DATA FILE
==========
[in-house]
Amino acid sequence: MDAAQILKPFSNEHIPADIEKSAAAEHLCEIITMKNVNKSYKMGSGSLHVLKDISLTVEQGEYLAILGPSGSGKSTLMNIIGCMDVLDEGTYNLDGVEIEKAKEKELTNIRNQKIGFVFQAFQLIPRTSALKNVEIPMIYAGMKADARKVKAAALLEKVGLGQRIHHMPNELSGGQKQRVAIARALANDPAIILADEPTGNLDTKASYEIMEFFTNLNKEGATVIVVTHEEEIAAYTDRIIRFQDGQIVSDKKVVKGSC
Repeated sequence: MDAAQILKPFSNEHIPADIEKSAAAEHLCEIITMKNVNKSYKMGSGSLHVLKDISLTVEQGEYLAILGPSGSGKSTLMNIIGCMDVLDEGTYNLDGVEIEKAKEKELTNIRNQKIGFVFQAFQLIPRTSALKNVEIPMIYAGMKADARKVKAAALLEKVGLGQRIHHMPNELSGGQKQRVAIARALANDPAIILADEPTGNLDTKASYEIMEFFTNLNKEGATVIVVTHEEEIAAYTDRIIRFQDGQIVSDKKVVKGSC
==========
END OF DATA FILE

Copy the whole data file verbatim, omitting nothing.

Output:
[in-house]
Amino acid sequence: MDAAQILKPFSNEHIPADIEKSAAAEHLCEIITMKNVNKSYKMGSGSLHVLKDISLTVEQGEYLAILGPSGSGKSTLMNIIGCMDVLDEGTYNLDGVEIEKAKEKELTNIRNQKIGFVFQAFQLIPRTSALKNVEIPMIYAGMKADARKVKAAALLEKVGLGQRIHHMPNELSGGQKQRVAIARALANDPAIILADEPTGNLDTKASYEIMEFFTNLNKEGATVIVVTHEEEIAAYTDRIIRFQDGQIVSDKKVVKGSC
Repeated sequence: MDAAQILKPFSNEHIPADIEKSAAAEHLCEIITMKNVNKSYKMGSGSLHVLKDISLTVEQGEYLAILGPSGSGKSTLMNIIGCMDVLDEGTYNLDGVEIEKAKEKELTNIRNQKIGFVFQAFQLIPRTSALKNVEIPMIYAGMKADARKVKAAALLEKVGLGQRIHHMPNELSGGQKQRVAIARALANDPAIILADEPTGNLDTKASYEIMEFFTNLNKEGATVIVVTHEEEIAAYTDRIIRFQDGQIVSDKKVVKGSC